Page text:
See this article: Tutorial: Remove Firefox Title Bar On Linux KDE – Alternate Methods

Giving back

If you like an add-on, or any other free software, please donate to the developer. Trust me when i tell you that most developers of free software usually receive nothing, or next to nothing for all their hours of hard work and the support they provide. Developers are usually very appreciative of a donation regardless of how small it may be.

20 thoughts on “Firefox Extensions – My Picks

  1. Follow-on to my post from 6/27/16: The End is near. XUL extensions end in August for the ESR branch of FF — which is where you have had to be for awhile now in order to continue using them. (And we’ve already seen where you had to revert Greasemonkey back to v. 3.17, in order to retain the use of many existing scripts. Even the possibility of that reversion became much more difficult, outside of ESR.) Every other discussion of extensions or scripts now becomes tantamount to rearranging deck chairs on the Titanic. I read the blog from the developers of the excellent DownThemAll extension, who stated that the replacement APIs are **feeble** in comparison to what was in place before, very much calling in to question the future of such extensions, and pointing the way towards these developers simply quitting altogether. And I take them at their word. This is all supposedly in the service of browser security, but then you really have to ask “At What Price, Security ?|

    1. thanks for the comment Gene

      i suspect there are others besides myself who have become disillusioned with Firefox – i’ve been using it since before the 1.0 stable release and, for a long time, enjoyed watching its growth – at this point however, the only reason i still use it is because there is nothing else out there that can match its functionality given its extensibility and Google Chrome is out of the question – and actually i don’t use FF, but rather Waterfox which will apparently continue to support XUL extensions into the foreseeable future – the problem with that is, although all is ok now, the developers of the XUL extensions who can’t port their work to web extensions because of the feeble API, aren’t going to continue to develop their extensions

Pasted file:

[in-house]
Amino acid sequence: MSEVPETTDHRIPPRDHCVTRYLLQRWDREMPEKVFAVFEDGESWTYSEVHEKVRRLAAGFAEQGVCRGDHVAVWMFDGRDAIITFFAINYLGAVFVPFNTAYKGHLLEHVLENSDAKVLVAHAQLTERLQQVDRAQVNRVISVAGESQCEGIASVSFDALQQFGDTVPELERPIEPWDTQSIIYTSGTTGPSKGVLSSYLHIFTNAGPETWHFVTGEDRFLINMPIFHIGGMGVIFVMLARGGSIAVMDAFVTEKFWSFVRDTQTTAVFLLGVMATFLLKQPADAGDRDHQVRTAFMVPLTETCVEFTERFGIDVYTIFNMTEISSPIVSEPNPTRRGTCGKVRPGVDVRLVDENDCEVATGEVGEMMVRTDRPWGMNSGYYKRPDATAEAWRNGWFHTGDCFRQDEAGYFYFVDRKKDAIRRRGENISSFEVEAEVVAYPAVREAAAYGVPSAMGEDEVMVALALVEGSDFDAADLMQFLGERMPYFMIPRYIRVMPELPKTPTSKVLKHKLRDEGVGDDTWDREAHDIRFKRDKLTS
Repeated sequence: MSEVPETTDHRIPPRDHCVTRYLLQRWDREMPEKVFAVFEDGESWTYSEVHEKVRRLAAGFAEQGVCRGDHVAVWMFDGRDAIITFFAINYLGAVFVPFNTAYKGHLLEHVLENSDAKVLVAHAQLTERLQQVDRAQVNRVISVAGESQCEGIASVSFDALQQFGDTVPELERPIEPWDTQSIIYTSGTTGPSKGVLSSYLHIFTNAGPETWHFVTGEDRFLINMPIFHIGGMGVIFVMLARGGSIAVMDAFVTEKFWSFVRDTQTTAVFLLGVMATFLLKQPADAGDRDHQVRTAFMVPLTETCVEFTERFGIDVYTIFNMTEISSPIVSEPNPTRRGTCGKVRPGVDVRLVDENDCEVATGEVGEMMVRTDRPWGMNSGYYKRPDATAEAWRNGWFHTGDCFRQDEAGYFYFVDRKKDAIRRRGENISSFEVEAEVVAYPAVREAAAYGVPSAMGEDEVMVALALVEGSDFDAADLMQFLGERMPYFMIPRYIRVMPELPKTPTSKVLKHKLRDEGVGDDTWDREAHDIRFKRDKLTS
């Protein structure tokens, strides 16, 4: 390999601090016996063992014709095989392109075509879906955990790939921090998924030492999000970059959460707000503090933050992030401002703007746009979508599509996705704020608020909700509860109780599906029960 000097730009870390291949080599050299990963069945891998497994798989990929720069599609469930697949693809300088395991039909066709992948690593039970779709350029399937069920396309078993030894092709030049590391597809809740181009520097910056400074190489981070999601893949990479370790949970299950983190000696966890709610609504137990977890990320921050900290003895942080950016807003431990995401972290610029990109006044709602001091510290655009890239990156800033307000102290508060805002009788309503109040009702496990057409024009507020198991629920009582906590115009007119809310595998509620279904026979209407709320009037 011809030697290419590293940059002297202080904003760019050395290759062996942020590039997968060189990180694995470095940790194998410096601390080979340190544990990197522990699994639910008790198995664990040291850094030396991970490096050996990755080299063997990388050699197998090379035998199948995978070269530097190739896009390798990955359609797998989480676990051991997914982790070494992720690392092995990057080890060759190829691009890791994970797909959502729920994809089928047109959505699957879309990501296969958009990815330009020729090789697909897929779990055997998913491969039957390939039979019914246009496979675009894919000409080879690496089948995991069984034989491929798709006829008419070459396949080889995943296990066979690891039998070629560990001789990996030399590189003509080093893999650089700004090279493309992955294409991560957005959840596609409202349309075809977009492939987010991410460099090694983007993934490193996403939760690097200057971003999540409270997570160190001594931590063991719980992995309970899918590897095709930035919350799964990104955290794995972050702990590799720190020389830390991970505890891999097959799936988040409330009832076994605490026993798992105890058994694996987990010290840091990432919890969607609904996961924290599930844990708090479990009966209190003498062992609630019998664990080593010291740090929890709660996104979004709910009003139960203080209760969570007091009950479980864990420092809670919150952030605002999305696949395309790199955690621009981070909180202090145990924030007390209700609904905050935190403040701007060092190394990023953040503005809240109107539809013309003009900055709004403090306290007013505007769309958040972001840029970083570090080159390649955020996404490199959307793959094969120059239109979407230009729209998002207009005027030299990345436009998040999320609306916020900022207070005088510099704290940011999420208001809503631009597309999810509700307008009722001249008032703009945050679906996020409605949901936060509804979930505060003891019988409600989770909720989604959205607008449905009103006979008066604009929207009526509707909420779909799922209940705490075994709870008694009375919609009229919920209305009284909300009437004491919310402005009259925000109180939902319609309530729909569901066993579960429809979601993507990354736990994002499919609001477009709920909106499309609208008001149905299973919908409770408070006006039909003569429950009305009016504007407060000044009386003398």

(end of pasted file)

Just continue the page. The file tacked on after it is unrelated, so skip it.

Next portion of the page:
1. in the interest of privacy, i would personally recommend against doing this unless you’re going to use your own server, unless you find a service with a strong privacy policy and will encrypt your data

    1. fingerprinting by analyzing keystroke timings doesn’t sound like a far-fetched idea, but this attack relies on JavaScript which means it wouldn’t work for sites where JS is disabled (and it should be disabled globally by default in my opinion)

      also, unless the extension randomizes the dwell and gap times, i would think that its effectiveness would be very limited since your dwell and gap times are now perfectly consistent and therefore quite unique assuming that few people use the extension (currently only 20 for Firefox), however even if a lot of people used it, you could still be easily fingerprinted if you set the timings to something other than the defaults – assuming the min and max values are 0 to 99, and assuming i’m calculating correctly, that allows for 9800 unique possibilities (excluding the default of 50-50) and if the max were 999, then 998,000 possibilities (excluding the default of 50-50)

      even given the above, i’m not sure it’s a bad thing, but i think you would really want to change the dwell-gap times once in a while

  2. I last posted here on 6/6/15 (above). Awhile ago, when the switch to semi-mandatory Signed extensions came along, many developers (such as for the excellent ‘DownThemAll’) started making noises about dropping out entirely. However, it turned out that we users still had the option of circumventing this issue via a setting in About:Config.

    I don’t know how many of you are aware of it, but there is an even bigger sea change fast approaching, and it looks to be HUGE. Check out the following:

    and a discussion thread I started in response